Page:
One of the most valuable lessons we can learn from the prophet Jeremiah comes from his own experience in faithfully serving the Lord. True commitment to the Almighty means persisting in His way, with His message even when those around us don’t want to hear it. In Jeremiah 20:7-9, the servant of the Lord laments that he “got more than he bargained for” in obeying the Lord’s call to be His prophet: The people mocked him for his message, until Jeremiah finally decided he would just “keep quiet,” but then his dedication to God and His word became so urgent within him that he could not keep silent about it (verse 9). How easy is it for you to keep quiet about God and His will?
We find a very important piece of biblical information in Jeremiah 22:24-30 — there, God’s man is told to declare that king “Coniah” would be “childless” (verse 30), seemingly ending the royal lineage of the house of David. (This is king Jehoiachin, 2 Kings 24:8-16; also called Jeconiah in Esther 2:6.) Note, however, that his children are mentioned in verse 28, and his “offspring” in verse 30! This apparent contradiction is resolved when we know that the meaning of the word translated as “childless” in verse 30 means desolate or destitute rather than “without a child.” The Greek translation of the old testament (the Septuagint), produced over 100 years before the birth of Jesus, describes Coniah as “cut-off” or “banished.” The Lord did NOT say here that the royal lineage would die with Coniah; His point lies in the words “…no man of his seed shall prosper, sitting upon the throne of David, and ruling any more in Judah.” These words are most important for us, because they show that Jesus (the seed of David, John 7:42) could not “prosper” as king if He ruled on an earthly throne in the physical land of Judah. No wonder He told Pilate “My kingdom is not of this world” (John 18:36)! Premillennial denominations, whose members are looking for a modern-day restoration of (ancient) national Israel and an earthly reign of Jesus in Jerusalem must make Jeremiah (and therefore God, also) a liar in order to support such a false doctrine.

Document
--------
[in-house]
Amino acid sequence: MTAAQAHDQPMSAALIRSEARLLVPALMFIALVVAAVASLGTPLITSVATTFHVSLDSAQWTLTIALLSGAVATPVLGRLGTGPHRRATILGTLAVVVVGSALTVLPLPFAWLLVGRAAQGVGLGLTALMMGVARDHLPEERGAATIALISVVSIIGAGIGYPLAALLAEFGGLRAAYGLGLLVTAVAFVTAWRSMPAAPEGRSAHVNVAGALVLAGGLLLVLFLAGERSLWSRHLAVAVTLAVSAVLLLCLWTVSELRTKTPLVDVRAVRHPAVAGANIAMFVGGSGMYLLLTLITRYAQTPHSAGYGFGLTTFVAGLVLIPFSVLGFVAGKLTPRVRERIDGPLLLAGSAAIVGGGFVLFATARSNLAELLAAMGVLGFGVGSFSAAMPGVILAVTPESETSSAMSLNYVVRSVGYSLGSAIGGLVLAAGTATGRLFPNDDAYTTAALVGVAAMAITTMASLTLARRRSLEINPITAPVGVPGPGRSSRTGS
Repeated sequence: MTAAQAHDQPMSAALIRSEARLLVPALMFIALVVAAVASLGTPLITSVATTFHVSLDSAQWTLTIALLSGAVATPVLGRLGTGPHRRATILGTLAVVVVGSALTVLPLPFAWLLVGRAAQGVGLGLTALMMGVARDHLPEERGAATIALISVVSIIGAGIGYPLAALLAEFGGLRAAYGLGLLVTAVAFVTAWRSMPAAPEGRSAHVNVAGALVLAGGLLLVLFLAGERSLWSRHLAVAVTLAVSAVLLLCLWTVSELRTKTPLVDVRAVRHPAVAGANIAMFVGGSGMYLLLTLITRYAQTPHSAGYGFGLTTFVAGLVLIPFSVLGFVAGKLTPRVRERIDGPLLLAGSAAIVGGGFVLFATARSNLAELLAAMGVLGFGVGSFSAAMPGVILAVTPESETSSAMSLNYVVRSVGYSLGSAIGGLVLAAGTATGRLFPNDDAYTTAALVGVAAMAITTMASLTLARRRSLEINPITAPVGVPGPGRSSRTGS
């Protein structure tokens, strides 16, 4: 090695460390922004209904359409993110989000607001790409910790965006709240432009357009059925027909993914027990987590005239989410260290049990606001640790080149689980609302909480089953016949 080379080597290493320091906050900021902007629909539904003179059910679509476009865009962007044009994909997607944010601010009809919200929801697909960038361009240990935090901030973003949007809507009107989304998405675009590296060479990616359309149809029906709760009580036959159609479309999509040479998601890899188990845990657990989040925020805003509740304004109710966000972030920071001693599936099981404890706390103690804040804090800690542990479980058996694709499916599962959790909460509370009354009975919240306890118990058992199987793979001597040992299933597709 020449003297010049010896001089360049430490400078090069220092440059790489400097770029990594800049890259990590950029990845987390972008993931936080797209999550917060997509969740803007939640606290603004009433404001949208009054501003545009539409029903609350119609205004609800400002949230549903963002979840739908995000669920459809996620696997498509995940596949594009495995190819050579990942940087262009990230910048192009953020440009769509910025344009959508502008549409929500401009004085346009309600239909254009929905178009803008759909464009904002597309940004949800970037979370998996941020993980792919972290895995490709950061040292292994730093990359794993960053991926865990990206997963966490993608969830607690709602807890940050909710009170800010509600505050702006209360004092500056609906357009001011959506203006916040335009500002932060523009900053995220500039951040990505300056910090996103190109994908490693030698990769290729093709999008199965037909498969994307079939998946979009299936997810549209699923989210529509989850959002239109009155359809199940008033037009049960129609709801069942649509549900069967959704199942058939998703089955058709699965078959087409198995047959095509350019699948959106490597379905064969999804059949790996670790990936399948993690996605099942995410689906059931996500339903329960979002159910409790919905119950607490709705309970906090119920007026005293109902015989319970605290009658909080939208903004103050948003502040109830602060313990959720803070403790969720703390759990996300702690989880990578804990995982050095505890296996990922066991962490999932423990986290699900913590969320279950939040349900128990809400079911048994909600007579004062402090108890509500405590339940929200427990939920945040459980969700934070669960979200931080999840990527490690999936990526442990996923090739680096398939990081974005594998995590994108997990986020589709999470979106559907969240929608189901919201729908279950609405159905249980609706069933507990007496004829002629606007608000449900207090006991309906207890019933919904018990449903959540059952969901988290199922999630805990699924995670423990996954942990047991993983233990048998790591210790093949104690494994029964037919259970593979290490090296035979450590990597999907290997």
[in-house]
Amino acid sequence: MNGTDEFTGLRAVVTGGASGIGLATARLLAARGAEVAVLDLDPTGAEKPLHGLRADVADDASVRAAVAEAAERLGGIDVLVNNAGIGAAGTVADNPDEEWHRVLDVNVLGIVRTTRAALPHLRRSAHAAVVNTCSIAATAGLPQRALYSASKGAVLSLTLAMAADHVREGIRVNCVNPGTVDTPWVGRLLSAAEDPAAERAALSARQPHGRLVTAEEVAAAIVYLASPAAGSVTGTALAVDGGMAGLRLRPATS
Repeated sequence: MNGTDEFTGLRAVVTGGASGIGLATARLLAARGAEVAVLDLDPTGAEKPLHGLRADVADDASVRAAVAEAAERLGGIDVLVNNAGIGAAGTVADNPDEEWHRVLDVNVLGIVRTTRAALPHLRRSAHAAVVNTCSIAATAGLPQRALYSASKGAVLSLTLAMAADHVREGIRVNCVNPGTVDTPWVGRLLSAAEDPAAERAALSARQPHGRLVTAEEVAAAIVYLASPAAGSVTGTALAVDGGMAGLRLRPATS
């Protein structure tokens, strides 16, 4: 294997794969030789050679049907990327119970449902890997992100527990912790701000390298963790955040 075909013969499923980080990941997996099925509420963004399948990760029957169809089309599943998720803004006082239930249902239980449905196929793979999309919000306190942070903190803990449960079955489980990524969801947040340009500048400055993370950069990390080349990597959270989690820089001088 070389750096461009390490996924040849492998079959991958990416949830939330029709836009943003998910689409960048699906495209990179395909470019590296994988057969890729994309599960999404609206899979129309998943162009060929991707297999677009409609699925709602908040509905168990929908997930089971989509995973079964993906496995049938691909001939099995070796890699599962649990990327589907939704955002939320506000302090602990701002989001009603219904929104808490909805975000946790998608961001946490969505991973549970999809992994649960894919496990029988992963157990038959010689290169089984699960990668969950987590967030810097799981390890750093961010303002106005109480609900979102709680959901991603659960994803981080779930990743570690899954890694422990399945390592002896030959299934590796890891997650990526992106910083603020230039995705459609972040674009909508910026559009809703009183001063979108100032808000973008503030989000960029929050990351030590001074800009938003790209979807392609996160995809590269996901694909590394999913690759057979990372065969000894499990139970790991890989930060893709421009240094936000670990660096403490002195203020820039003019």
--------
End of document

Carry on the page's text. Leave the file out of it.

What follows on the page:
A very sobering thought presents itself in Jeremiah 23:24, when the Lord asks if there is anywhere, any “secret place” where a man can hide, where God cannot see him. The Lord’s profound declaration, “Do not I fill heaven and earth” emphasizes that all of us live each moment in His presence, seen by and fully exposed before Him (cf. Hebrews 4:13).
Notice next in Jeremiah 25:8-9 (also in 27:6) that God describes Nebuchadnezzar, the idolatrous heathen king of Babylon, in a very surprising way! Even though the Lord would later banish him to live like an animal in the field (Daniel 4:31-33), here He describes the king as “my servant.” This simply emphasizes the truth of Daniel’s repeated declaration that “God rules in the kingdom of men, and gives it to whomever HE pleases” (Daniel 4:17, 25, & 32). Even though Nebuchadnezzar never became a devoted believer in the One God, the Lord was still able to use him for His purpose!
In Jeremiah 26:2, the Lord Himself set the standard for faithfulness in preaching and teaching His word when He instructed Jeremiah to “speak…all the words that I command…do not hold back a word” (ESV). More than 500 years later, the apostle Paul would tell the Ephesian elders “I have not shunned to declare unto you all the counsel of God” (Acts 20:27 – emphasis mine, DR), and Peter would urge all Christians to “…speak as the oracles of God” (1 Peter 4:11). A corollary to Jeremiah 26:2 comes in chapter 29:13, when the Lord declares to the exiles of Judah that “ye…shall find me, when ye shall search for me with all your heart.” Our God does not seek “part-time” followers or “Sunday-only” Christians! He demands our complete conviction and commitment.
Jeremiah 31:31-34 is commonly recognized in Christendom as a prophecy of the “coming kingdom;” it is important that we understand, however, that the inspired writer of the letter to the Hebrews applied these exact words to the church which already existed at the time he was writing; not to some “far-distant, millennial kingdom” still to come. Jeremiah’s prophecy of the coming of a new covenant foretold the establishment of the church, during the lifetimes of the apostles, just as Jesus told them in Mark 9:1. This is exactly the point the Hebrews writer makes in Hebrews 8:13.